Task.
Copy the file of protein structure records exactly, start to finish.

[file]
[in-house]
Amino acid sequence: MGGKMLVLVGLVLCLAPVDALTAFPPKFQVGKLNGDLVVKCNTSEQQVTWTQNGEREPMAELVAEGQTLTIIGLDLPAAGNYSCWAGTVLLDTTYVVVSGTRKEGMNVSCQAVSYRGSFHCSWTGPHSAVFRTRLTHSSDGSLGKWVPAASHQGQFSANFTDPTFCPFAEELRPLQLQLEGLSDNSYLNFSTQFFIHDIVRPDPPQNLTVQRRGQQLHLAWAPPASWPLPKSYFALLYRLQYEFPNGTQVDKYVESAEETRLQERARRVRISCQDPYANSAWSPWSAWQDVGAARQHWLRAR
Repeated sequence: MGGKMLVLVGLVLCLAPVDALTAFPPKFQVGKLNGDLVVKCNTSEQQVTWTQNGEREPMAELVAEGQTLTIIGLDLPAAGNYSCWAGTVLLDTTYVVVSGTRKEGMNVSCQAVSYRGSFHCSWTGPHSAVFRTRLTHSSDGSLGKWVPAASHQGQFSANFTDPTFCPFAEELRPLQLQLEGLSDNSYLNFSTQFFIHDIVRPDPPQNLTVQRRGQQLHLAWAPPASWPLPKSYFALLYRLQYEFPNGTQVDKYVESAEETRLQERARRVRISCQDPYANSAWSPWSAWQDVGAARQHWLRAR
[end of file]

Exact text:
[in-house]
Amino acid sequence: MGGKMLVLVGLVLCLAPVDALTAFPPKFQVGKLNGDLVVKCNTSEQQVTWTQNGEREPMAELVAEGQTLTIIGLDLPAAGNYSCWAGTVLLDTTYVVVSGTRKEGMNVSCQAVSYRGSFHCSWTGPHSAVFRTRLTHSSDGSLGKWVPAASHQGQFSANFTDPTFCPFAEELRPLQLQLEGLSDNSYLNFSTQFFIHDIVRPDPPQNLTVQRRGQQLHLAWAPPASWPLPKSYFALLYRLQYEFPNGTQVDKYVESAEETRLQERARRVRISCQDPYANSAWSPWSAWQDVGAARQHWLRAR
Repeated sequence: MGGKMLVLVGLVLCLAPVDALTAFPPKFQVGKLNGDLVVKCNTSEQQVTWTQNGEREPMAELVAEGQTLTIIGLDLPAAGNYSCWAGTVLLDTTYVVVSGTRKEGMNVSCQAVSYRGSFHCSWTGPHSAVFRTRLTHSSDGSLGKWVPAASHQGQFSANFTDPTFCPFAEELRPLQLQLEGLSDNSYLNFSTQFFIHDIVRPDPPQNLTVQRRGQQLHLAWAPPASWPLPKSYFALLYRLQYEFPNGTQVDKYVESAEETRLQERARRVRISCQDPYANSAWSPWSAWQDVGAARQHWLRAR